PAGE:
"The act of donating one organ has an exponential effect," Dr. David Laskow said. "What a powerful event. It winds up affecting thousands of lives. I touch a lot of people's lives. You go back to what you do. You interact with the world." Read the full story.

Organ donation
This item aired on News 10 Now in Rochester, New York and notes that every day in the United States 17 people die waiting for an organ transplant. Every 20 minutes someone new is added to the list. The story is about how Tracy Conrow donated her mother's organs knowing that she wanted to live on as a donor. Read the full story.

The greatest gift of them all -- life
There are currently 1,642 patients waiting for an organ transplant in Ontario
From CNews in Canada:

Dave Choi likely won't live long enough to receive a life-saving liver transplant but he is hoping this holiday season people will think about the gift of life.

Dave Choi, 34, hugged by his girlfriend Sophie Tran, waits to get a liver transplant. Doctors say he won't survive the two-year waiting list to receive the operation.

"I am too young to die", said Choi, a 34-year-old Internet consultant from Toronto who has liver cancer.

"I need a liver transplant and my doctors tell me the wait is almost two years. I will likely not survive that long. It doesn't have to be like this.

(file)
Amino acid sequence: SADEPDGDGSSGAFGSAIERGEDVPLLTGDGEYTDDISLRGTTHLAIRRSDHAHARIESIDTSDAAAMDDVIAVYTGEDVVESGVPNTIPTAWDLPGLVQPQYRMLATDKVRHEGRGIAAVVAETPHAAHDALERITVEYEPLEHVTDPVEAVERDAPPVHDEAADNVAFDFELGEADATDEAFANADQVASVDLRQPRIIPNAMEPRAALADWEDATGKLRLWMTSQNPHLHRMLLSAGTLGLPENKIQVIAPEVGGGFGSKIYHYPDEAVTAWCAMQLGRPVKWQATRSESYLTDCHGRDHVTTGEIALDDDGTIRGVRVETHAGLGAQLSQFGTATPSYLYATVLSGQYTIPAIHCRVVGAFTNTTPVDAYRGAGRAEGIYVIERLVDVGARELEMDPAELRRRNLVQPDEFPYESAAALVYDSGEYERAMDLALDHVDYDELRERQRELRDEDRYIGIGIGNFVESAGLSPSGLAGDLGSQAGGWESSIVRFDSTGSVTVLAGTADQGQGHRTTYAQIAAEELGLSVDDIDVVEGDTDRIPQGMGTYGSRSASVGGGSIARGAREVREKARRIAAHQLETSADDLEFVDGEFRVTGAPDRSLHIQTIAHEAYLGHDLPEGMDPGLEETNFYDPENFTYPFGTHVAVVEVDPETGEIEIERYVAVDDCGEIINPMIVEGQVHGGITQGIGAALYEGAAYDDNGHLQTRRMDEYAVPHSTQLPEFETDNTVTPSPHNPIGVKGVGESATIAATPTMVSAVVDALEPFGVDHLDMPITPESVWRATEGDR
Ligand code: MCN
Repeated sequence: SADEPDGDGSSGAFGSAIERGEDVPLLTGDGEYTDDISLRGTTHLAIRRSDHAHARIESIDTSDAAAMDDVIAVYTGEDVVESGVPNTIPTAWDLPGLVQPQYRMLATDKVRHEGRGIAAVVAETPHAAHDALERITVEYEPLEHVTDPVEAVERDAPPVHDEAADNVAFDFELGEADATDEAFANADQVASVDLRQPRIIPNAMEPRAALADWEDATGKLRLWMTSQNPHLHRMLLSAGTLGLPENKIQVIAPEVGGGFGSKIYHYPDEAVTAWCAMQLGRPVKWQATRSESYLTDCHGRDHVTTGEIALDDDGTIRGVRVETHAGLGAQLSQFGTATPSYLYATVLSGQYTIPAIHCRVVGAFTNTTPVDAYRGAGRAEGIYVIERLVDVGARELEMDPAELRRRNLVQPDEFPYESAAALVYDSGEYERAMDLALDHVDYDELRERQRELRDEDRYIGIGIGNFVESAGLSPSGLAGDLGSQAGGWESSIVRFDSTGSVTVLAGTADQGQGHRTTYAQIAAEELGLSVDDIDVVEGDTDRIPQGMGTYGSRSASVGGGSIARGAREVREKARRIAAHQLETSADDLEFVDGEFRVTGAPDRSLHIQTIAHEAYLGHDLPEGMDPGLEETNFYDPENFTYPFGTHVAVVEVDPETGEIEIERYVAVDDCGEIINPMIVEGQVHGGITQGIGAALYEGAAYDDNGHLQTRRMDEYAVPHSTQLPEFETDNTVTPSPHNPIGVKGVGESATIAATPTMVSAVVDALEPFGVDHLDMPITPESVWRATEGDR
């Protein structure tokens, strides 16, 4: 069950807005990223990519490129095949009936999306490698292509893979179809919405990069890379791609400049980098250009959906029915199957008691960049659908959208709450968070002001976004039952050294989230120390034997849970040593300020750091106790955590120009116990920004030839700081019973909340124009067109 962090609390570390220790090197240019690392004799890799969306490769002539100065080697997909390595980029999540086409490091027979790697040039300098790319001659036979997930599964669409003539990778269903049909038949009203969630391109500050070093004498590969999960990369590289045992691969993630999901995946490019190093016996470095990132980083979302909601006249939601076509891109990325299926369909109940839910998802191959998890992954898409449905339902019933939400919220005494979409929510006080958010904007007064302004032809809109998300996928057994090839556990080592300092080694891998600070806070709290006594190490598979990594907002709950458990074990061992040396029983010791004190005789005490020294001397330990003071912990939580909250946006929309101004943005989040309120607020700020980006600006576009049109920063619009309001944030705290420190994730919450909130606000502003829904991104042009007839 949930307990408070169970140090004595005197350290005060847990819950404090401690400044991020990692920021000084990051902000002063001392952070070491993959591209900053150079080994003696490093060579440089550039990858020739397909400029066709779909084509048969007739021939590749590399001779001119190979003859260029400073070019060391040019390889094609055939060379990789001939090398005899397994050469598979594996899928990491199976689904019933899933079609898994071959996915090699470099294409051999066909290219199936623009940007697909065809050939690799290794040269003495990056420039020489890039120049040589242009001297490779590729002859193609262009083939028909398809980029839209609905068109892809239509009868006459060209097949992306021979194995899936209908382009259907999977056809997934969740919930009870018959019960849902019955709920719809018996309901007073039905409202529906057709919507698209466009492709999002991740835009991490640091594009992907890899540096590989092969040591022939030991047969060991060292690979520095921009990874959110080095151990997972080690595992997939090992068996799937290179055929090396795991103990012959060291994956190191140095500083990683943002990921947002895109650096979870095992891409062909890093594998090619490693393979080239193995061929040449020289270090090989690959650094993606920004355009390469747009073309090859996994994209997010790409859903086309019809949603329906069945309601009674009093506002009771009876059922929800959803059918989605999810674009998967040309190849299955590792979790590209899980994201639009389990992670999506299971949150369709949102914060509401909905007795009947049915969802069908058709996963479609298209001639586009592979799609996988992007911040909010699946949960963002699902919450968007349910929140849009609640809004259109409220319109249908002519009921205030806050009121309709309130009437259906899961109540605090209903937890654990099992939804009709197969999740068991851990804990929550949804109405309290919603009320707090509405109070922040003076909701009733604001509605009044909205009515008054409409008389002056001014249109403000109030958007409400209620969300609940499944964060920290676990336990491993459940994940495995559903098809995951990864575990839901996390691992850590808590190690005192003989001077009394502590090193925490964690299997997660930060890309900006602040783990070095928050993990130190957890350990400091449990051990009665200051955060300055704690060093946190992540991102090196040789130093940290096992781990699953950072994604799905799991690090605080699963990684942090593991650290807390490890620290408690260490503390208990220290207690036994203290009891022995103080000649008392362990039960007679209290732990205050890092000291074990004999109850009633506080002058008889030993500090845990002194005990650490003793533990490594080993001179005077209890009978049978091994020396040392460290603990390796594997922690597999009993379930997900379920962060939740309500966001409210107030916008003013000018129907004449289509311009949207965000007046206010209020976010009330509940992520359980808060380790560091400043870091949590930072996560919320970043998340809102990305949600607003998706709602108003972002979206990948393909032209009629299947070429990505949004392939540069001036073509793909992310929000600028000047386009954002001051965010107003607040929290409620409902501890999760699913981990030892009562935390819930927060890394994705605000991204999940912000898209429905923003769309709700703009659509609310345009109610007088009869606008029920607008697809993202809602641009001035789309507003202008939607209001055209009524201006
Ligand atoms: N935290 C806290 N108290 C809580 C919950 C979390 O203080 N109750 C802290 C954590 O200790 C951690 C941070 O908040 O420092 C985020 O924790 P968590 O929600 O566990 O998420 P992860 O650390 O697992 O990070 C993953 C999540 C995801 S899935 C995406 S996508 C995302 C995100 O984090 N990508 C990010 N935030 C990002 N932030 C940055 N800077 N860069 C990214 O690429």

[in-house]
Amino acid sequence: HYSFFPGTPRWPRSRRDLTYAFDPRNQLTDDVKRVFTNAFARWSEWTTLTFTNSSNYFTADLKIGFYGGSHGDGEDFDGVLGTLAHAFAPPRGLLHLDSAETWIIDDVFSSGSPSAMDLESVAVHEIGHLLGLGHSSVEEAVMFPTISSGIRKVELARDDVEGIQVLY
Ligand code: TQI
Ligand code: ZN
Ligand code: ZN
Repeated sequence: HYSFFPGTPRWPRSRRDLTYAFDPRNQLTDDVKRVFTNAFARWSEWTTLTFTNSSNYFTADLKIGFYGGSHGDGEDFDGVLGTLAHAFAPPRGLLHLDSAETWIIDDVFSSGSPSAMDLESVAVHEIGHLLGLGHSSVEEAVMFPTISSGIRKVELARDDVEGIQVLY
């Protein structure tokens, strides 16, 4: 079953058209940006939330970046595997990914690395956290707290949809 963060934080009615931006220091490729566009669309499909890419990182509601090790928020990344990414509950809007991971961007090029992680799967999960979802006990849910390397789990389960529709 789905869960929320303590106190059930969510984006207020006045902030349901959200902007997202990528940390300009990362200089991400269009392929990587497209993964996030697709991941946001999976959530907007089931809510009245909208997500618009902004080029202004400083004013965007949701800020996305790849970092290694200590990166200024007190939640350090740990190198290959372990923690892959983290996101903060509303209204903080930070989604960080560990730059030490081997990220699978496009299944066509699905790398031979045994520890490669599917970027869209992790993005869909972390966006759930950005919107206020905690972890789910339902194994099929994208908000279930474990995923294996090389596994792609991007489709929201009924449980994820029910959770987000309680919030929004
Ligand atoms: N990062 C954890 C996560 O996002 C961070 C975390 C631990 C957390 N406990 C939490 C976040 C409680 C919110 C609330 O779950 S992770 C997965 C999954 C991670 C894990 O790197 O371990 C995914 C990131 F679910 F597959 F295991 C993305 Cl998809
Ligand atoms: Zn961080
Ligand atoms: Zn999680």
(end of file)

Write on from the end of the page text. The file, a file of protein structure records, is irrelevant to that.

"Please, sign an organ donor card and talk to your family about your wishes today. To me, it's an easy way to make a big difference. It means a lot."

Choi's friends are actively looking for a living donor match to donate a small piece of their liver to save his life.

"This New Year's Eve we are hosting our first gathering at the Artcube art gallery. Using the Facebook website, we posted details of the event to spread the word and this alone has done an amazing job of generating awareness for both my issue and for the Trillium Gift of Life Network," Choi said. Read the full article.

“You Have the Power to Save Lives – Sign Your Donor Card & Tell Your Loved Ones of Your Decision”

Download Donor Cards from Trillium Gift of Life Network

Download Donor Cards from OrganDonor.Gov

Your generosity can save up to eight lives through organ donation and enhance another 50 through tissue donation

Saturday, December 22, 2007

Transplant Headlines

Selected headlines

Lawsuit Promised in Transplant Case